2006 BMW M5

Mark Bramley
2006 BMW M5
Front Interior View

Gerd Richter, technical director of the M division, describes the decision not to use composite brake discs: "Ceramic discs are lighter, but they cannot absorb as much heat as cast-iron rotors. This diverts the temperature stress to the calipers, which subsequently need to go up in size and weight, so you lose some of the initial advantage while at the same time further increasing the cost deficit." Be that as it may, the ventilated and cross-drilled metal discs fitted to the new M5 are beyond reproach. Straddled by massive Teves two-piston calipers, they combine bite and stamina, low noise and smooth response. Even when they're pushed to the limit, all one notices is a whiff of parfum de pad and a pit-stop-like cloud of dark dust rising from the front wheels as the vehicle comes to a halt.

You will be pleased to hear that wear can be easily induced at the other end of the car, too. As soon as DSC takes a rest, the bespoke Z-rated nineteen-inch tires work overtime. In the dry, there is full-throttle wheel spin in first (unlimited), second (plenty), and third gear (enough to change the color of your hair in the middle of a fast bend). The second-generation Continental SportContacts developed especially for this car blend narrow slip angles-vital for precise turn-in-with a creamy breakaway.

Full Engine View

The aluminum rear suspension has been extensively modified for the M5. Most of the rubber mounts were replaced with stiffer bushings, the lightweight driveshafts are now hollow and stiffer, and the geometry was recalibrated to match the substantial increase in power and torque. Like the M3, this bigger brother is fitted with the progressive M limited-slip differential that automatically diverts the lion's share of torque to the wheel that can make the most of it. In extreme conditions, the locking ratio increases to 100 percent. The engine torque is relayed to the M differential via a new seven-speed sequential transmission that was developed with Getrag. Richter explains why BMW stuck with the sequential manual gearbox rather than a twin-clutch unit: "True, the dual-clutch system has a smoother automatic mode, and it performs seamless upshifts. For a 7-series, this may be the way to go. But an M car should always combine efficiency with emotion. That's why there are six shift speeds to choose from, from velvet glove to iron fist. That's why we cut the torque into seven slices. That's why we added special features like a hill holder, a designated drive program for steep climbs and descents, and a downshift assistant, which briefly dips the clutch to avoid destabilizing wheel spin."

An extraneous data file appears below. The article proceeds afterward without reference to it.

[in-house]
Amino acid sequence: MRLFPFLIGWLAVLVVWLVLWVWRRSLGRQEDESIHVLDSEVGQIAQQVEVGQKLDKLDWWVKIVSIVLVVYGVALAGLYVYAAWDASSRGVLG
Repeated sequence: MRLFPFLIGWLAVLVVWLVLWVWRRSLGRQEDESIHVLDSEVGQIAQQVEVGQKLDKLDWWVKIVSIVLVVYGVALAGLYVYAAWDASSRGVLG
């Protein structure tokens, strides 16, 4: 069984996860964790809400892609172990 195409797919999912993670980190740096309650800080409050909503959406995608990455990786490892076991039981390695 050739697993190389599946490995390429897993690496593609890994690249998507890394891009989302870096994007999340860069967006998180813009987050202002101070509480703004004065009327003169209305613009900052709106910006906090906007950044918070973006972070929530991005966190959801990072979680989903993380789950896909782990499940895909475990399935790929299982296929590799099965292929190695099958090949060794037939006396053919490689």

Like every iteration of the SMG theme, this latest version eclipses its predecessors. But, also like the others, even the seven-speeder falls short in some departments. The most controversial issue concerns the shift paddles, which are attached to the steering wheel, not the steering column. This may be an advantage on racetracks such as the Nrburgring Nordschleife, where BMW does a lot of its testing, but it doesn't work so well in real life, where you come across 90-degree corners and hairpin bends. As soon as you need to change your grip on the wheel, you no longer know where you are in relation to the silver flaps marked minus and plus. You can always rely on the shift lever, however, provided you remember to pull it back for downshifts and push it forward for upshifts. After two days and more than 300 miles in the new M5, we would vote for a pair of large fixed actuators. We would also encourage Richter and his team to further hone the automatic mode. This is the first M car that drives reasonably smoothly in the auto mode-but only as long as you stick to a rhythm that's familiar to the SMG electronic brain. Unfortunately, the chips still struggle to cope with maneuvers such as sudden kickdowns or aborted overtaking at-tempts. For best results, choose a medium shift speed. Slow is valium, fast is jerky and abrupt.

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